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The real Jimmy
A new book claims to reveal the truth about the legendary Sir Jimmy Savile. Stuart Arnold reports
BEING the only Leeds-born reporter in the newsroom, it was inevitable that the authorised biography of Sir Jimmy Savile would land on my desk for review.
I never met Sir Jimmy – or wrote to Jim’ll Fix It for that matter – but I do recall colleagues at my former newspaper, the Scarborough Evening News, ringing him on his birthday each year.
My dad also frequented the Leeds Mecca dance hall in the late 1950s and has talked about the strict door policy operated by Sir Jimmy which involved bouncers checking trousers to ensure they were not drainpipestyle and taking a razor to inappropriate haircuts.
The book How’s About That Then? by journalist Alison Bellamy – the first since the star’s death – tells the “extraordinary rags-to-riches story of a working class hero”.
She struck up a relationship with Sir Jimmy and has interviewed his family, as well as several of his closest friends in the past ten years.
They were so close that when Bellamy had her first child, Florence, he turned up to see her in hospital, joking to staff that the baby was his first born.
“Jimmy was simply a one-off, eccentric, young-at-heart, fun-loving, interesting, intelligent, zany, positive person. He somehow became embroiled in my life, and me in his,” says Bellamy.
Born into poverty, in Leeds, on October 31, 1926, to his County Durham-born mother, Agnes, or “the Duchess”, and father Vincent, Sir Jimmy was one of seven children.
He was conscripted as a Bevin Boy to work in the pits during the Second World War, surviving an explosion which left him wearing a metal jacket for three years and walking with sticks.
He went on to build a successful career as a dance hall manager and disc jockey – hosting the world’s first disco and being acknowledged as the first person to work as a live DJ.
As news of the flamboyant Leeds lad quickly spread, he was signed up by Radio Luxembourg and then Radio 1.
He also became the first DJ to host Top Of The Pops in 1964, returning for its final show in 2006.
What is amazing is how much he managed to cram into his 84 years, before his death on October 29 last year.
Bellamy details his time as a professional cyclist, as well as an 11-year wrestling career in which he lost his first 35 fights and broke just about every major bone in his body.
He was also the first celebrity to raise cash by running marathons – completing 217 in total.
Sir Jimmy combined his showbiz career with part-time stints as a hospital porter at Leeds General Infirmary and was also a volunteer at Broadmoor, where he mixed with the likes of Yorkshire Ripper Peter Sutcliffe and gangland boss Ronnie Kray.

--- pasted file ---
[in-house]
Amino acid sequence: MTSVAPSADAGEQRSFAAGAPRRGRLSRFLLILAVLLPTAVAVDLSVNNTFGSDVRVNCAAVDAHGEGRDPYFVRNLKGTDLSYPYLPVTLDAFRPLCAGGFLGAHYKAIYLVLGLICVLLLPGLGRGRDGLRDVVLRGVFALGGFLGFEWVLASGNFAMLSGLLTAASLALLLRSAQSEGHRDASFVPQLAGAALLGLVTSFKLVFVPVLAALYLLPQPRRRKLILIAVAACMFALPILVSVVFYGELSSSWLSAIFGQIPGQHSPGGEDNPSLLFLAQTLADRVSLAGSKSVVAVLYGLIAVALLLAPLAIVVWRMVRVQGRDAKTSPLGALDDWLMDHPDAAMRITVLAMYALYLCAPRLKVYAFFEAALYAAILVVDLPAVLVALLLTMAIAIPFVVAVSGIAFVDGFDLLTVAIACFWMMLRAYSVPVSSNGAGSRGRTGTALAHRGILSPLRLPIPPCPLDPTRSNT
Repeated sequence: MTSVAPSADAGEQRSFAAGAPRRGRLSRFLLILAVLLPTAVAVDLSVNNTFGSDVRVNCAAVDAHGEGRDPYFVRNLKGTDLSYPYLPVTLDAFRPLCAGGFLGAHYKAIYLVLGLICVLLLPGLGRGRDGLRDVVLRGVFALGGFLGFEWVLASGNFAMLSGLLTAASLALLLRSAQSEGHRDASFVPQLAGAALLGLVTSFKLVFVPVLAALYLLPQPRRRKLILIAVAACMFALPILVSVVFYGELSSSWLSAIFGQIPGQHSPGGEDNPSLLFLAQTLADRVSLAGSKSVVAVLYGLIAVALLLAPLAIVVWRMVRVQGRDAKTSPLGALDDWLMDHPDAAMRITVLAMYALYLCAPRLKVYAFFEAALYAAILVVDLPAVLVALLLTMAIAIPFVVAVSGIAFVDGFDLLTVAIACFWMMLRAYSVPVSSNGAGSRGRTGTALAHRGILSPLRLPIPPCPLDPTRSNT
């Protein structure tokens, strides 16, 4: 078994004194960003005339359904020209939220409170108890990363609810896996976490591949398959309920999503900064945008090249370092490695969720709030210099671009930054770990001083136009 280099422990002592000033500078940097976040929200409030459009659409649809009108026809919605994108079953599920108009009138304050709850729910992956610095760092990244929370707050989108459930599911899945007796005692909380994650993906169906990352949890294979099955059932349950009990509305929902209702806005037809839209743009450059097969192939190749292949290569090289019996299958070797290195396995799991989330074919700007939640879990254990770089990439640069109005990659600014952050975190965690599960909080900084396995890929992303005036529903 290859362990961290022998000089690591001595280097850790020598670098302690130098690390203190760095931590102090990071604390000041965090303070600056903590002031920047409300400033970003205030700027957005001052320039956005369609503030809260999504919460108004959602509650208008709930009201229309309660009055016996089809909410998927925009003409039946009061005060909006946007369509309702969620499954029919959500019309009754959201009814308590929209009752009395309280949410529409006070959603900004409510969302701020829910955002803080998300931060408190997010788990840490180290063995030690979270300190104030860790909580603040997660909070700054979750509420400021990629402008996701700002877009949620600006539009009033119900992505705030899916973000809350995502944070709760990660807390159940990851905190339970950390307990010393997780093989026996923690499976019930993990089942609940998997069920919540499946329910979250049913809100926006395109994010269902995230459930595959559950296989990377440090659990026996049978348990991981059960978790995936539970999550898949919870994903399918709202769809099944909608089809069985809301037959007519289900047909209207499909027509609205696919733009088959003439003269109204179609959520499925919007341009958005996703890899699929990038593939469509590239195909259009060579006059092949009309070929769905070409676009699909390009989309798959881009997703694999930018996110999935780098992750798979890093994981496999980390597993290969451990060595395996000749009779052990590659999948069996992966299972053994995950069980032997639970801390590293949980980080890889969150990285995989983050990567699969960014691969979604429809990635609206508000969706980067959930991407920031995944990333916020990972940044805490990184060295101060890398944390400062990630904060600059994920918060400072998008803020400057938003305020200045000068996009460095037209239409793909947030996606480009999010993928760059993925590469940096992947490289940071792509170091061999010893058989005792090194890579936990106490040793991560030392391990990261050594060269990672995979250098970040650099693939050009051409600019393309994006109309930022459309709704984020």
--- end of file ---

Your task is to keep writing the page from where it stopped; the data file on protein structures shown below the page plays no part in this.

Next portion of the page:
He also cherished friendships with the Beatles, Elvis and the Royals, regularly receiving cards from Prince Charles and Princess Diana before and after their split.
Instantly recognisable thanks to his bleached blond hair, chunky gold jewellery and, of course, tracksuits, Sir Jimmy became a very wealthy man and had a fleet of Rolls- Royce cars and a £100,000 Rolex watch permanently perched on his wrist.
However, despite having millions in the bank, Bellamy notes his “bizarre frugality” at times, which included wringing out tea bags, washing his underpants in the sink and living in a flat with no hob or cooker.
She does not shy away from peering into the darker recesses of this “complex” celebrity’s life, who arguably as the presenter of Top Of The Pops and Jim’ll Fix It became the most famous man in Britain.
Bellamy says the star’s private life became the thing most people wanted to know about him, undoubtedly because of the many rumours that swirled around him.
“Why was he not normal?”, she asks. “Why did he lead such an odd existence?
“But why is being an unmarried man, or someone without a serious relationship such a problem for others?
“Jimmy certainly had relationships, quite a few of them, although it was not something he would talk about.
“Journalists have dug for six decades of his life to find out the real story, amid rumours of him being gay, bi-sexual, a womaniser and even a possible paedophile, though no such charges were ever brought against him.”
THE book reveals some interesting insights such as claims Sir Jimmy had a lovechild, Georgina Ray, as the result of a fling with a waitress in a motorway services cafe.
She tried to contact him and even turned up among the crowds who viewed his gold coffin lying in state at the Queen’s Hotel in Leeds before his funeral mass.
Bellamy also speaks to a long-term girlfriend, Sue Hymns, who had an on-off relationship with Sir Jimmy which lasted 40 years.
“I think Jim is remembered for all the small kindnesses he would go out of his way to do for people,” she tells Bellamy in the book.
“These must have run into hundreds of thousands.”
It is this kindness that is perhaps Sir Jimmy’s lasting legacy. As a fundraiser he raised a staggering £42m for good causes. A total of £3.6m was also left to charity in his will.
Following Sir Jimmy’s death, thousands lined the streets of Leeds to pay their respects to him. He was later buried in the town which was his second home, Scarborough, at a 45-degree angle so he could see the sea, as he had requested.
• How’s About That Then? The authorised biography of Jimmy Savile is published by Great Northern Books.
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